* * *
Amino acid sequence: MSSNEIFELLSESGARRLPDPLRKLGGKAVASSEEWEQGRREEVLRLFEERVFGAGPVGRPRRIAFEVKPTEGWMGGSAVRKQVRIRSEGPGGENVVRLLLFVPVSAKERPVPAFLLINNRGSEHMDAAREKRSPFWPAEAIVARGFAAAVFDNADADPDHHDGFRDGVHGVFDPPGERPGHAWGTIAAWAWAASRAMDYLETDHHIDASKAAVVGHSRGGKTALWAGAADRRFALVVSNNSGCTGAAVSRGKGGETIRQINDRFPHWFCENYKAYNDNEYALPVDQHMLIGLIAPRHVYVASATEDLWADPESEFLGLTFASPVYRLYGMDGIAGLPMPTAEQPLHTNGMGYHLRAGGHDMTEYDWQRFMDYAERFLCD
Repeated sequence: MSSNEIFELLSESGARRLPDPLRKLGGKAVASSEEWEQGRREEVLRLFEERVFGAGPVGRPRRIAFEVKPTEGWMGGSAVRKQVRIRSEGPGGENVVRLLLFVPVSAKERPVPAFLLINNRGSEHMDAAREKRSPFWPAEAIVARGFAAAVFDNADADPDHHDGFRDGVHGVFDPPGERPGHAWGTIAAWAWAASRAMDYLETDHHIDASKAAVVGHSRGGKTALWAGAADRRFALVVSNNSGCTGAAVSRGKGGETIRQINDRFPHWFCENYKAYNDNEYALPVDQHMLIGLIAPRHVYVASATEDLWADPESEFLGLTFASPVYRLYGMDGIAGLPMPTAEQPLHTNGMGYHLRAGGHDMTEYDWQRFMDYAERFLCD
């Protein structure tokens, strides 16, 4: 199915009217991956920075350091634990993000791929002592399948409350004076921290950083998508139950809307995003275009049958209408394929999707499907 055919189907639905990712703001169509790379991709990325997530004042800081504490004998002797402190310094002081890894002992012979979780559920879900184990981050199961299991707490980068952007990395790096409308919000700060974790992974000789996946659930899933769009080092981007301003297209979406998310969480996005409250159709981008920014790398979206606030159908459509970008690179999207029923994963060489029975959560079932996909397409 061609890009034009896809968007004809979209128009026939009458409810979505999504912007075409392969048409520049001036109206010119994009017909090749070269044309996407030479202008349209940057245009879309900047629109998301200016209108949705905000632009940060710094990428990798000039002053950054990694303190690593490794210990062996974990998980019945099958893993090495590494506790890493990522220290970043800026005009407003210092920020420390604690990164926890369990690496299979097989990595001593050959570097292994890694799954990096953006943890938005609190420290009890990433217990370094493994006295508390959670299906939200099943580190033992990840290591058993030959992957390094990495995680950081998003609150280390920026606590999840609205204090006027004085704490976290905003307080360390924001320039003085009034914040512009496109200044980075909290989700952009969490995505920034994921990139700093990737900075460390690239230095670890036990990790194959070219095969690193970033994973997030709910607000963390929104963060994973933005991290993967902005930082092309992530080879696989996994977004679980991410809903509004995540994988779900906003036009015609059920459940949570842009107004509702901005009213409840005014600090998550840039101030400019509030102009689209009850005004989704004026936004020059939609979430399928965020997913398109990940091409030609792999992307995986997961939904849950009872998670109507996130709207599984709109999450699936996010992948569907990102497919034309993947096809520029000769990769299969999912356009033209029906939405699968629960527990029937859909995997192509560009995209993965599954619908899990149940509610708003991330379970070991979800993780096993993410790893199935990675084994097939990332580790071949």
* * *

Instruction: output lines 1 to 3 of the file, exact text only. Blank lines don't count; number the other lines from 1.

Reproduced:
Amino acid sequence: MSSNEIFELLSESGARRLPDPLRKLGGKAVASSEEWEQGRREEVLRLFEERVFGAGPVGRPRRIAFEVKPTEGWMGGSAVRKQVRIRSEGPGGENVVRLLLFVPVSAKERPVPAFLLINNRGSEHMDAAREKRSPFWPAEAIVARGFAAAVFDNADADPDHHDGFRDGVHGVFDPPGERPGHAWGTIAAWAWAASRAMDYLETDHHIDASKAAVVGHSRGGKTALWAGAADRRFALVVSNNSGCTGAAVSRGKGGETIRQINDRFPHWFCENYKAYNDNEYALPVDQHMLIGLIAPRHVYVASATEDLWADPESEFLGLTFASPVYRLYGMDGIAGLPMPTAEQPLHTNGMGYHLRAGGHDMTEYDWQRFMDYAERFLCD
Repeated sequence: MSSNEIFELLSESGARRLPDPLRKLGGKAVASSEEWEQGRREEVLRLFEERVFGAGPVGRPRRIAFEVKPTEGWMGGSAVRKQVRIRSEGPGGENVVRLLLFVPVSAKERPVPAFLLINNRGSEHMDAAREKRSPFWPAEAIVARGFAAAVFDNADADPDHHDGFRDGVHGVFDPPGERPGHAWGTIAAWAWAASRAMDYLETDHHIDASKAAVVGHSRGGKTALWAGAADRRFALVVSNNSGCTGAAVSRGKGGETIRQINDRFPHWFCENYKAYNDNEYALPVDQHMLIGLIAPRHVYVASATEDLWADPESEFLGLTFASPVYRLYGMDGIAGLPMPTAEQPLHTNGMGYHLRAGGHDMTEYDWQRFMDYAERFLCD
């Protein structure tokens, strides 16, 4: 199915009217991956920075350091634990993000791929002592399948409350004076921290950083998508139950809307995003275009049958209408394929999707499907 055919189907639905990712703001169509790379991709990325997530004042800081504490004998002797402190310094002081890894002992012979979780559920879900184990981050199961299991707490980068952007990395790096409308919000700060974790992974000789996946659930899933769009080092981007301003297209979406998310969480996005409250159709981008920014790398979206606030159908459509970008690179999207029923994963060489029975959560079932996909397409 061609890009034009896809968007004809979209128009026939009458409810979505999504912007075409392969048409520049001036109206010119994009017909090749070269044309996407030479202008349209940057245009879309900047629109998301200016209108949705905000632009940060710094990428990798000039002053950054990694303190690593490794210990062996974990998980019945099958893993090495590494506790890493990522220290970043800026005009407003210092920020420390604690990164926890369990690496299979097989990595001593050959570097292994890694799954990096953006943890938005609190420290009890990433217990370094493994006295508390959670299906939200099943580190033992990840290591058993030959992957390094990495995680950081998003609150280390920026606590999840609205204090006027004085704490976290905003307080360390924001320039003085009034914040512009496109200044980075909290989700952009969490995505920034994921990139700093990737900075460390690239230095670890036990990790194959070219095969690193970033994973997030709910607000963390929104963060994973933005991290993967902005930082092309992530080879696989996994977004679980991410809903509004995540994988779900906003036009015609059920459940949570842009107004509702901005009213409840005014600090998550840039101030400019509030102009689209009850005004989704004026936004020059939609979430399928965020997913398109990940091409030609792999992307995986997961939904849950009872998670109507996130709207599984709109999450699936996010992948569907990102497919034309993947096809520029000769990769299969999912356009033209029906939405699968629960527990029937859909995997192509560009995209993965599954619908899990149940509610708003991330379970070991979800993780096993993410790893199935990675084994097939990332580790071949």